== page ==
Question: What is the main difference between Happy Holly and Depressed Darla?
Answer: Happy Holly is a master in the art of self-deception.
Depressed people do not necessarily possess an overabundance of negative thoughts.
In fact, current research in social psychology suggests that depressed people tend to hold considerably more realistic perspectives than normal, non-depressed folks, particularly when it comes to the self. Did you know that?
Apparently, happy and healthy, so-called “normal” people are basically skilled spin doctors, who organically distort their own thinking processes, in order to uphold a positive self-image. I find this fact fascinating!
Happy Holly, and others like her, regularly employ little tricks to help maintain a reasonably high level of self-esteem. Depressed Darla, on the other hand, struggles with self-deception. It appears to be quite difficult for a sad, depressed person to manufacture the positive illusions required for happiness.
Makes sense when you think about it.
According to social psychologists, Shelley Taylor and Jonathon Brown (1988), there are three positive illusions that happy folks typically share: 1) they overestimate their better qualities and underestimate the less favourable ones; 2) they overestimate their ability to control events and influence outcomes; and 3) they are unrealistically optimistic about the future.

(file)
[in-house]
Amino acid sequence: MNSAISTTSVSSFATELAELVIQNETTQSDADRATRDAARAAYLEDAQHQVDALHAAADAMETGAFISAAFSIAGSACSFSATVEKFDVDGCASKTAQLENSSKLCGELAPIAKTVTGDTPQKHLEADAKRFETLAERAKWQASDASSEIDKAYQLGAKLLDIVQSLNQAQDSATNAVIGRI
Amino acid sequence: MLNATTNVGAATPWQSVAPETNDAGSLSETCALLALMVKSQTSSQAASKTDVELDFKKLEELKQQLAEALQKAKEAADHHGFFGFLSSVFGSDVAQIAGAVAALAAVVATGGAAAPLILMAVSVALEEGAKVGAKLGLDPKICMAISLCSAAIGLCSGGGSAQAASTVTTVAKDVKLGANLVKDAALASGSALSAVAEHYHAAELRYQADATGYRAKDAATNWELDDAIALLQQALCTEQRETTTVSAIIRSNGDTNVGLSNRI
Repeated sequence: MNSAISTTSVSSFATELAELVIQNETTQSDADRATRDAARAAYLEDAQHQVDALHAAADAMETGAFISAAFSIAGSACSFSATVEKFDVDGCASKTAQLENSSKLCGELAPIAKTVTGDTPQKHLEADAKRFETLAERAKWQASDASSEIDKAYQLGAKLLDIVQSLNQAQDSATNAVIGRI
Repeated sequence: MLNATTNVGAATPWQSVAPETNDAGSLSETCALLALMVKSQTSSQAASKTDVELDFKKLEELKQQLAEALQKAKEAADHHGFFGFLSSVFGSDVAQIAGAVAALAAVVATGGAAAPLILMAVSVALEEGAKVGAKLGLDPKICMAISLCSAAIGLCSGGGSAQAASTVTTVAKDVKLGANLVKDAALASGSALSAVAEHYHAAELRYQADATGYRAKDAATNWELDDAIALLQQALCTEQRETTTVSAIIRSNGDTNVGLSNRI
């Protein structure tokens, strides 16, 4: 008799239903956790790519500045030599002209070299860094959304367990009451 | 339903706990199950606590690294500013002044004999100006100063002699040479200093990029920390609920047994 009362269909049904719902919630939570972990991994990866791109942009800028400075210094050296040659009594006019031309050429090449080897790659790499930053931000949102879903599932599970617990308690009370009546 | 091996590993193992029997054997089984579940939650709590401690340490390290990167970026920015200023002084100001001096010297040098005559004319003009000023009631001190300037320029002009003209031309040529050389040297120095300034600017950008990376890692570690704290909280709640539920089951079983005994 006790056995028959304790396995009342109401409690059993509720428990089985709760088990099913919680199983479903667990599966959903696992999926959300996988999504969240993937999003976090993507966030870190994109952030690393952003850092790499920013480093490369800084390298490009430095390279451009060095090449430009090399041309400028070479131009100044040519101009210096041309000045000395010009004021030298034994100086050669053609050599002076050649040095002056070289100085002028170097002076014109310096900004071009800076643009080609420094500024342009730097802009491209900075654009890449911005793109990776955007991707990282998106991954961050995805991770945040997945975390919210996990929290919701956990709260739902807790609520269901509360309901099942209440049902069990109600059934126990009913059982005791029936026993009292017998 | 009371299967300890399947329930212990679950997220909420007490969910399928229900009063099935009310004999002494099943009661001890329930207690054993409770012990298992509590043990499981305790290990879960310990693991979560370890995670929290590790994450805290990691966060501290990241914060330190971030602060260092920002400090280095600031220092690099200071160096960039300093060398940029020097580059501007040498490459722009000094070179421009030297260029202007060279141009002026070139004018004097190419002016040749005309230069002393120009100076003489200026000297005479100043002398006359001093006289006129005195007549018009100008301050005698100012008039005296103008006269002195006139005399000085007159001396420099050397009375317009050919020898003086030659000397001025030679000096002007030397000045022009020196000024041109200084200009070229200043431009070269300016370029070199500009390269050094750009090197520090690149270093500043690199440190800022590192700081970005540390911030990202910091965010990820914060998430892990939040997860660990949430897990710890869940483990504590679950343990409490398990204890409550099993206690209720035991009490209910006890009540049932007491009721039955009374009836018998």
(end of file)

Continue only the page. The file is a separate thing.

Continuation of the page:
Essentially, Happy Holly is so damned happy, because she’s able to fully embrace the good and reject the bad in herself, she has a strong sense of agency accompanied by a firm belief in her ability to exert control over life experiences and, as strange as it may sound, she feels like she’s got a better shot than most at living the Good Life, as she defines it. Not because she’s narcissistic, or terribly arrogant, but because she thinks she’s a slight cut above the rest. She has to, frankly, because Happy Holly’s happiness depends almost entirely upon her ability to lie to, and deceive, herself about herself.
The key to happiness, it seems, lies within our ability to fool ourselves.
My advice then, should you find yourself down in the dumps, is to track down a pair of rose-coloured glasses and turn them inward. Don’t be afraid to see yourself as the magnificent creature you truly are. Downplay your flaws, highlight your best features, overlook—heck, outright deny, at least in the privacy of your own mind—any failures, but claim every last success. Live the poem, Invictus by William Ernest Henley, and affirm to your incredibly resilient self on a daily basis: I am the master of my fate, I am the captain of my soul. Believe the entire universe conspires to assist you in manifesting your desires. And, above all else, hold yourself in the highest of high esteem, even if you must deceive yourself to do so. Be your own spin doctor.
Put a positive spin on YOU.
It may feel a bit weird at first.
If so, remind yourself loudly and often, “This is what normal people do. This is what normal people do. This is what normal people do. This is what normal people do….”
Soon enough, you’ll be smiling, too.